While both sequence and activity diagrams are UML diagrams, they serve different purposes. A sequence depicts the order in which two or more elements within a system interact, while an activity diagram is a flowchart that illustrates the flow of execution from one activity to another.

How can I make a sequence diagram online?

You can use dynamic platforms like Miro to create a sequence diagram online within minutes. All you have to do is select the Sequence Diagram Template and customize its elements as needed.

What are the basic elements of a sequence diagram?

The most crucial elements of a sequence diagram are lifelines, messages, actors, and activations. There are more complex elements that can help depict complicated or recurring systems.

What does a sequence diagram show?

A sequence diagram shows how two or more elements within a system interact in the sequential order of their interaction. It is a UML diagram that highlights the sequence of messages passed between objects within an application.

UML Sequence Diagram Template

Get started with this template right now.

Related Templates
2×2 Prioritization Matrix-thumb

2x2 Prioritization Matrix Template

Works best for:

Operations, Strategic Planning, Prioritization

Ready to set boundaries, prioritize your to-dos, and determine just what features, fixes, and upgrades to tackle next? The 2x2 prioritization matrix is a great place to start. Based on the lean prioritization approach, this template empowers teams with a quick, efficient way to know what's realistic to accomplish and what’s crucial to separate for success (versus what’s simply nice to have). And guess what—making your own 2x2 prioritization matrix is easy.

2x2 Prioritization Matrix Template
Meeting Notes Thumbnail

Meeting Notes Template

Works best for:

Business Management, Meetings

When your meeting is a success (and Miro will help make sure it is), participation will run high, brilliant ideas will be had, and decisions will be made. Make sure you don’t miss a single one — use our meeting notes template to track notes and feedback in a centralized place that the whole team can access. Just assign a notetaker before the meeting, identify the discussion topics, and let the notetaker take down the participants, important points covered, and any decisions made.

Meeting Notes Template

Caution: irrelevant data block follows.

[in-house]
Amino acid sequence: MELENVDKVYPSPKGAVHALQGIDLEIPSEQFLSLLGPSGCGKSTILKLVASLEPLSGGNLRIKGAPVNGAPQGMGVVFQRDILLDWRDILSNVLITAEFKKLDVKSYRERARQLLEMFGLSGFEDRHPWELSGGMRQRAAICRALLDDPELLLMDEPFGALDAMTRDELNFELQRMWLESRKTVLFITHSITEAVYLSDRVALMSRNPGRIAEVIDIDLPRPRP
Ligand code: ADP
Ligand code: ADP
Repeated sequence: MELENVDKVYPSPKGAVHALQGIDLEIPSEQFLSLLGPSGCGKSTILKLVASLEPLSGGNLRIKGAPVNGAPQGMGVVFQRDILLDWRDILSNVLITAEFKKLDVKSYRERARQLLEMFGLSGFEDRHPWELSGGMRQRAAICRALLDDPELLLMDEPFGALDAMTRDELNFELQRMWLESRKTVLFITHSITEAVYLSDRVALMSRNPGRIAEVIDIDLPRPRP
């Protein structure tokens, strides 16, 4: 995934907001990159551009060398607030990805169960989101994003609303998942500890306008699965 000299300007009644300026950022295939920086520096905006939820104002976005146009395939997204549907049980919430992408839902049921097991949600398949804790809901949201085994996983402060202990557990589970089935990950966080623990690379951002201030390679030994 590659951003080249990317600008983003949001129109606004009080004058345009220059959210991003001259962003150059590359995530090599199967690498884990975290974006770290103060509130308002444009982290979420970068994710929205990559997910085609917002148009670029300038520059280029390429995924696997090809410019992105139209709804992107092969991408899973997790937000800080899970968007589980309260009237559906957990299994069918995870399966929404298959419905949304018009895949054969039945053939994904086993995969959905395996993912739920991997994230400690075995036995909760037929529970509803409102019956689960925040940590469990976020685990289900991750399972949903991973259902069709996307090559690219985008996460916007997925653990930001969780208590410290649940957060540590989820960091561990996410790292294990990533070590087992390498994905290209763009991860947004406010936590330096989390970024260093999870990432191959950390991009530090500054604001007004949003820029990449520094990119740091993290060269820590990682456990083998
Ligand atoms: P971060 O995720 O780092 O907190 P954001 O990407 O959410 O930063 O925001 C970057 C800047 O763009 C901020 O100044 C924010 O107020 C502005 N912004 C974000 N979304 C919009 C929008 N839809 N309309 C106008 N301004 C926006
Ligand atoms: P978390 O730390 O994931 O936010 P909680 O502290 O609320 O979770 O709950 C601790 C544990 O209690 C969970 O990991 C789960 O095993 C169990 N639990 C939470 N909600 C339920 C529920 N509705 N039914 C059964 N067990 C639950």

Cisco Network Diagram Template

Works best for:

Software Development, Diagrams

Cisco offers data center and access networking solutions built for scale with industry-leading automation, programmability, and real-time visibility. The Cisco Data Network Diagram uses Cisco elements to show the network design of Cisco Data Networks visually.

Cisco Network Diagram Template
This or That Thumbnail

This or That Template

Works best for:

Marketing, Meetings, Workshops

If you’re a social media manager, a designer, or just someone who loves photography, then you’ve probably seen the “This or That” game on Instagram. The premise is simple: You make two parallel lists that pit a series of choices against each other, like “apples or oranges” or “pizza or hot dogs”. The Instagram user chooses between the various options by circling the one that they prefer. Then they share the completed game with their followers. Although it was popularized on Instagram, you can use This or That on other social media platforms too, or even your website or blog.

This or That Template
kinship diagram template thumb

Kinship Diagram Template

Works best for:

Mapping, Diagrams

Use a Kinship Diagram Template to map out a clear picture of your family relationships. With clear guidelines for kinship notation, you can navigate everything from your closest uncle to your third cousin twice removed. Try the Kinship Diagram Template to understand your family relationships.

Kinship Diagram Template
Reverse Brainstorming Thumbnail

Reverse Brainstorming Template

Works best for:

Ideation, Brainstorming, Team Meetings

Reverse brainstorming is a technique that prompts a group to think of problems, rather than solutions. Because we naturally think of problems, it’s a great way to get a group to anticipate problems that may occur during a project. To engage in reverse brainstorming, start by identifying the problem, and then think of things that might exacerbate it. Ask your team to generate ideas around ways in which the problem could get worse. Reverse the problems into solutions again, and then evaluate your ideas.

Reverse Brainstorming Template